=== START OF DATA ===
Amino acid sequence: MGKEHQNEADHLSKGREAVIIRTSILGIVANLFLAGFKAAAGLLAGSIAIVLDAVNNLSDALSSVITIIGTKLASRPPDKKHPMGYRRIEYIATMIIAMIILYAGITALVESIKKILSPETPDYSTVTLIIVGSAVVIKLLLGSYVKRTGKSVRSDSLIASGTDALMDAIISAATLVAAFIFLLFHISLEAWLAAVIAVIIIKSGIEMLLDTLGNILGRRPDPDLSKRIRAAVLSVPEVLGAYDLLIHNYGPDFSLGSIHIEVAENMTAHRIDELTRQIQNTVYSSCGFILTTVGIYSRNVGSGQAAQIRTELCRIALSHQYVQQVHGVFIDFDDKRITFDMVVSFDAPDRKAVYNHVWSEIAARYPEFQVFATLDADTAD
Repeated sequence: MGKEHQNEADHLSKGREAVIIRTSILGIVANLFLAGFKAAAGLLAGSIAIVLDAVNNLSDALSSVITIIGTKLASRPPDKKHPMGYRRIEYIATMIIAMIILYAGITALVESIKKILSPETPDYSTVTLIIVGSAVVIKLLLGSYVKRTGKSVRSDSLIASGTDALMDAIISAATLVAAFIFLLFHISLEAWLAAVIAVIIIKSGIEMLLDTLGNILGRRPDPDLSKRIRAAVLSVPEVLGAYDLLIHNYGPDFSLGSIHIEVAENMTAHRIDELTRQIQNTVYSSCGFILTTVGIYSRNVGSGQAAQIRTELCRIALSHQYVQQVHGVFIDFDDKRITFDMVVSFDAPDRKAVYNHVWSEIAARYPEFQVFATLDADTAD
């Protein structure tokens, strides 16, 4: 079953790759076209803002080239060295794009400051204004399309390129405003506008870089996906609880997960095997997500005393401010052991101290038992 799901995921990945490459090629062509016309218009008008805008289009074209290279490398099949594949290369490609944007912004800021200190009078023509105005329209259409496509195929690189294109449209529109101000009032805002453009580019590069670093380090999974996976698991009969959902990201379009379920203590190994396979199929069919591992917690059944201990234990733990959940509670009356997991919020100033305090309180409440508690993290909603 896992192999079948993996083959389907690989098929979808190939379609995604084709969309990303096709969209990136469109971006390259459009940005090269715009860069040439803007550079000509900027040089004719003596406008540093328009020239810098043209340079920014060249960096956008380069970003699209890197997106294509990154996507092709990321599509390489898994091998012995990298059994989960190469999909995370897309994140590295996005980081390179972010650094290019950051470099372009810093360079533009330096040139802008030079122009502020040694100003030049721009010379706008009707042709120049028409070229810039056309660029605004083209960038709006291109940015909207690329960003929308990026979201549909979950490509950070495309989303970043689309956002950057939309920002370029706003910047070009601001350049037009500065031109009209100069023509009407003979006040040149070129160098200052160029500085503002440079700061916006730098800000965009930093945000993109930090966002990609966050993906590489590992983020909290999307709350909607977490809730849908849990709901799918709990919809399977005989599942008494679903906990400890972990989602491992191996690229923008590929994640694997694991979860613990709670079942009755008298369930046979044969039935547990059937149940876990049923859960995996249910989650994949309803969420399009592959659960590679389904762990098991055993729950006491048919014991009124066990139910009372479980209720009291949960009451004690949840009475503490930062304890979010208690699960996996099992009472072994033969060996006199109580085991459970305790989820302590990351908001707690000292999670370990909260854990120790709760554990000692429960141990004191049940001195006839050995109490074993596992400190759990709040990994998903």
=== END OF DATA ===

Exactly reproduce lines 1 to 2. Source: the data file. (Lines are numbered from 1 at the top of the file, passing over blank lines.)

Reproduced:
Amino acid sequence: MGKEHQNEADHLSKGREAVIIRTSILGIVANLFLAGFKAAAGLLAGSIAIVLDAVNNLSDALSSVITIIGTKLASRPPDKKHPMGYRRIEYIATMIIAMIILYAGITALVESIKKILSPETPDYSTVTLIIVGSAVVIKLLLGSYVKRTGKSVRSDSLIASGTDALMDAIISAATLVAAFIFLLFHISLEAWLAAVIAVIIIKSGIEMLLDTLGNILGRRPDPDLSKRIRAAVLSVPEVLGAYDLLIHNYGPDFSLGSIHIEVAENMTAHRIDELTRQIQNTVYSSCGFILTTVGIYSRNVGSGQAAQIRTELCRIALSHQYVQQVHGVFIDFDDKRITFDMVVSFDAPDRKAVYNHVWSEIAARYPEFQVFATLDADTAD
Repeated sequence: MGKEHQNEADHLSKGREAVIIRTSILGIVANLFLAGFKAAAGLLAGSIAIVLDAVNNLSDALSSVITIIGTKLASRPPDKKHPMGYRRIEYIATMIIAMIILYAGITALVESIKKILSPETPDYSTVTLIIVGSAVVIKLLLGSYVKRTGKSVRSDSLIASGTDALMDAIISAATLVAAFIFLLFHISLEAWLAAVIAVIIIKSGIEMLLDTLGNILGRRPDPDLSKRIRAAVLSVPEVLGAYDLLIHNYGPDFSLGSIHIEVAENMTAHRIDELTRQIQNTVYSSCGFILTTVGIYSRNVGSGQAAQIRTELCRIALSHQYVQQVHGVFIDFDDKRITFDMVVSFDAPDRKAVYNHVWSEIAARYPEFQVFATLDADTAD